Schaeberle (Martian crater)

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Schaeberle Crater
Martian impact crater Schaeberle based on THEMIS Day IR.png
Schaeberle Crater, as seen by THEMIS
Planet Mars
Coordinates 24°42′S 309°54′W / 24.7°S 309.9°W / -24.7; -309.9Coordinates: 24°42′S 309°54′W / 24.7°S 309.9°W / -24.7; -309.9
Diameter 158.67 km
Eponym John Martin Schaeberle, an American astronomer (1853-1924)

Schaeberle is a crater in the Iapygia quadrangle of Mars, located at 24.7° S and 309.9° W. It measures approximately 159 kilometers in diameter and was named after John Martin Schaeberle, an American astronomer (1853–1924).[1]

Impact craters generally have a rim with ejecta around them, in contrast volcanic craters usually do not have a rim or ejecta deposits. As craters get larger (greater than 10 km in diameter) they usually have a central peak.[2] The peak is caused by a rebound of the crater floor following the impact.[3]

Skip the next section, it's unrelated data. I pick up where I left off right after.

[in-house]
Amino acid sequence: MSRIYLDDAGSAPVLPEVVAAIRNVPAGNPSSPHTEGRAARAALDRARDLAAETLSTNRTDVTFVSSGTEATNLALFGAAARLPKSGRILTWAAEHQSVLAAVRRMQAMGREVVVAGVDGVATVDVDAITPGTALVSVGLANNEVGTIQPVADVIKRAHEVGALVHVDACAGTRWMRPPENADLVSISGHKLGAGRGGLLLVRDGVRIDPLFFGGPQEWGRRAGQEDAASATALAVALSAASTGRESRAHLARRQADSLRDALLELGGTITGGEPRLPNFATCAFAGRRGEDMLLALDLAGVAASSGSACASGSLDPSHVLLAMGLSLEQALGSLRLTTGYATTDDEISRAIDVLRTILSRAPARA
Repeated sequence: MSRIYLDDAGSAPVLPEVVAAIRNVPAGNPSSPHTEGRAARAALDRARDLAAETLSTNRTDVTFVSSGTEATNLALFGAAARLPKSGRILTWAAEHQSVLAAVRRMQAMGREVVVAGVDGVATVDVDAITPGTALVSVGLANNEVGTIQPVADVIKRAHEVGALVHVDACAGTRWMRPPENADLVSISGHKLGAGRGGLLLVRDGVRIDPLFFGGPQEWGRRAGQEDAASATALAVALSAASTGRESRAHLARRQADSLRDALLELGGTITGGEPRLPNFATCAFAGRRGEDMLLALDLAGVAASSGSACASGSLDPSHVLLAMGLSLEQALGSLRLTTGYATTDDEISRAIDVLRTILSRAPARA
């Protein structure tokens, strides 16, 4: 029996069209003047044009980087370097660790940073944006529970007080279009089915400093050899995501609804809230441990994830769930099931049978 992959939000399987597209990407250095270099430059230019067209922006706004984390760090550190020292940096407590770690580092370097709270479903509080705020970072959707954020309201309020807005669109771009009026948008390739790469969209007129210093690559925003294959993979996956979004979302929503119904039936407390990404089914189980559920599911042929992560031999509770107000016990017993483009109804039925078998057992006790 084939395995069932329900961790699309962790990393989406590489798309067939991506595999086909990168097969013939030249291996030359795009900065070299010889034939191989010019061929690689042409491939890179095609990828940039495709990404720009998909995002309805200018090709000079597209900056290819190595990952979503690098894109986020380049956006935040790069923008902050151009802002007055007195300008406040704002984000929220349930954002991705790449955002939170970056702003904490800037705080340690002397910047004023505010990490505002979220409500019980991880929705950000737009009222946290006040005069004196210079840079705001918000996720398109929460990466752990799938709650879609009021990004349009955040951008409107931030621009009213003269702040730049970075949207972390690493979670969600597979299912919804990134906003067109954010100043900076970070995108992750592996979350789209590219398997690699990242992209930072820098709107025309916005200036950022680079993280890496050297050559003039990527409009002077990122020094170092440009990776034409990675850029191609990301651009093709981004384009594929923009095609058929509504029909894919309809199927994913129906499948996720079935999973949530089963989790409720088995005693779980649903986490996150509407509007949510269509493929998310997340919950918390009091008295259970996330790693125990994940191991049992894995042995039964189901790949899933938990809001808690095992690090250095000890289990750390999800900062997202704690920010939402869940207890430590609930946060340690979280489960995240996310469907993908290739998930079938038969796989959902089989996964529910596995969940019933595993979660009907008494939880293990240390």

Small crater in Schaeberle Crater

See also[edit]

References[edit]

  1. ^ "Gazetteer of Planetary Nomenclature | Schaeberle". usgs.gov. International Astronomical Union. Retrieved 4 March 2015. 
  2. ^ http://www.lpi.usra.edu/publications/slidesets/stones/
  3. ^ Hugh H. Kieffer (1992). Mars. University of Arizona Press. ISBN 978-0-8165-1257-7. Retrieved 7 March 2011.